Table-Valued Parameters in SQL Server

Henrique Siebert Domareski
6 min readNov 9, 2022


Table-Valued Parameters are like parameter arrays that can be used to send multiple rows of data to a Transact-SQL statement, or a routine such as a stored procedure or a function, avoiding needing to create a temporary table or using many parameters. In this article, I present how to use a Table-Valued parameter in a stored procedure using Microsoft SQL Server.

Table-Valued Parameters are declared by using User-Defined Table Types, which are tables whose purpose is to be used to store temporary data. So for example, if you have a procedure that needs to receive a list of products as a parameter, you can create a Type Table for that and pass it as a parameter.

For demonstration purposes, I created a table of Products, that will be used in the following examples. This is the structure of the Products table:

Inserting a Single Product

Think of a scenario where your user accesses your application and needs to register a single Product in your app. And for that, you need to have a procedure to add this product to the database. In order to do that, you need to create a procedure to add a single product to the Products table. This procedure should receive as parameters the Id, Name, Description and the user who created the product:

For testing this procedure, we can run some scripts adding a BEGIN TRANSACTION with a ROLLBACK in the end (this is useful when testing, to avoid needing to delete/change/revert the data on each test that is made), and inside of that we can execute the statements to insert the products:

  • On line 1, there is the BEGIN TRANSACTION statement, and this is to allow us to revert the changes at the end of the execution.
  • On line 3, we run a SELECT query to check the data in the Products table.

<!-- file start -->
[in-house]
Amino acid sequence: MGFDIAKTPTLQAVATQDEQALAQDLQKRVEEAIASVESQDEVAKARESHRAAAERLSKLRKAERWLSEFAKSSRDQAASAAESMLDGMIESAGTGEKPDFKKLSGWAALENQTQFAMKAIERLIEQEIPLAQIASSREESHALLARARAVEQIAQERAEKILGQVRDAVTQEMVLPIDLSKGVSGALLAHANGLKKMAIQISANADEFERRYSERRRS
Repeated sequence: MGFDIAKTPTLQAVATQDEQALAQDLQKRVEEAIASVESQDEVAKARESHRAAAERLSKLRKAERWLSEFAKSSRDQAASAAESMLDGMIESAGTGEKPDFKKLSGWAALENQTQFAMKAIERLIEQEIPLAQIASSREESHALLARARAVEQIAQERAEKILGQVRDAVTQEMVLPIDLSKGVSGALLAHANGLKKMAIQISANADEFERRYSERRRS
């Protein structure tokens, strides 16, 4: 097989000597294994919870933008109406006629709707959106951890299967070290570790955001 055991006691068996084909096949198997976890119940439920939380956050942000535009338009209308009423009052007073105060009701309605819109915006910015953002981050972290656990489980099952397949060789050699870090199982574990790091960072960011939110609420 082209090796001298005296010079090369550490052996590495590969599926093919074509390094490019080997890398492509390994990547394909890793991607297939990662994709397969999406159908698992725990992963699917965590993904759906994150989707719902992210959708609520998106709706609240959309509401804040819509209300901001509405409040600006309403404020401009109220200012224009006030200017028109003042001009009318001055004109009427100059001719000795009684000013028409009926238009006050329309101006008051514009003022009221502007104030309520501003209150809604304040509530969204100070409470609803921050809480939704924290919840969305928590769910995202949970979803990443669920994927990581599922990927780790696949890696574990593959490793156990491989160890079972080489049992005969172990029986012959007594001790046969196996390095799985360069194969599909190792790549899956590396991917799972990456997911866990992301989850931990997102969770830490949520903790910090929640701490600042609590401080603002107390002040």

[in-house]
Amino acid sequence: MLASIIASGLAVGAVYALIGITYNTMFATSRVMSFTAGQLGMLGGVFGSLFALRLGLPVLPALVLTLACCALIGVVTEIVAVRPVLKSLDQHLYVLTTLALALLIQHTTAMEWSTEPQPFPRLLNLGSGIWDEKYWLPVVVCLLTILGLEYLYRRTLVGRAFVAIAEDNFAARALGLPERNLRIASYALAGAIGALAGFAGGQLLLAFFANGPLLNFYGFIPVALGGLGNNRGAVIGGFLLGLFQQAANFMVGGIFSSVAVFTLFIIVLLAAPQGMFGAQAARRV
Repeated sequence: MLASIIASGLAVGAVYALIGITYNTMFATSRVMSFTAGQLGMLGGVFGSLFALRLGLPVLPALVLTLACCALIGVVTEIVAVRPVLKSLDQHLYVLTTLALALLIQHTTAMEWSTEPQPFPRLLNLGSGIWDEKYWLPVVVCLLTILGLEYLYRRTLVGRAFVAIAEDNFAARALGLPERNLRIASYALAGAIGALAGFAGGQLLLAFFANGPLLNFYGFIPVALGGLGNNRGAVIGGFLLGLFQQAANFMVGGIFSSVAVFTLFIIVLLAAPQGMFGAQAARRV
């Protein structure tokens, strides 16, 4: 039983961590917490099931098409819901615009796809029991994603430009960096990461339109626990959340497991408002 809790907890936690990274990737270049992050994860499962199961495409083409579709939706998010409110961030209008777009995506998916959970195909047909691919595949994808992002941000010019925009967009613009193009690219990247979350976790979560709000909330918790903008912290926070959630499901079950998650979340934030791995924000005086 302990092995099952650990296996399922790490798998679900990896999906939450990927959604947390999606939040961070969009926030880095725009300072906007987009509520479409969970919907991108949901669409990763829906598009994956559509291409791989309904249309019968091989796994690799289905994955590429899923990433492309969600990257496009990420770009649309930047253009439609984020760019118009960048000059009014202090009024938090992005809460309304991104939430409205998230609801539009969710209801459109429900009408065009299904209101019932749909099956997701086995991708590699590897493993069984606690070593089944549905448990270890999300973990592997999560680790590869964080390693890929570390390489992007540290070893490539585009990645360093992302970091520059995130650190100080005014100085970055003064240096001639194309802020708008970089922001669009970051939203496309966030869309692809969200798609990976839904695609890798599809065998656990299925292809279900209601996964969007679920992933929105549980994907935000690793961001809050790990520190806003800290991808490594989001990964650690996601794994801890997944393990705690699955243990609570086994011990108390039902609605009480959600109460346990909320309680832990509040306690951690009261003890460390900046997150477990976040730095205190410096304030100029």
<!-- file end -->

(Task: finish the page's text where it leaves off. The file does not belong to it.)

• On lines 5 up to 7, we run the InsertProduct procedure to insert the products. Note that in order to insert three products, we needed to execute the procedure three times, once for each product.
  • On line 9, we run a new SELECT query to check the data in the Products table.
  • On line 11, there is the ROLLBACK statement, to revert the changes that were made.

This is the result:

Inserting a Bulk of Products

Now think of a scenario where instead of adding a single product, you will receive a list of products to be added to the Products table. In this case, the procedure should contain a Table Type as a parameter (which will work as a kind of an array of products).

The Type Table should contain as columns, the same properties that will be included in the Products table, in this example, the type table will have the Id, Name and Description:

Once the Type Table is created, it’s possible to see it here:

Let’s create then a new procedure named InsertProducts (plural), this procedure will have two parameters: the type table and the user who is adding the records. This is the InsertProducts procedure:

  • On line 2, there is the parameter @Productsof type ProductType, and it must have the READONLY keyword.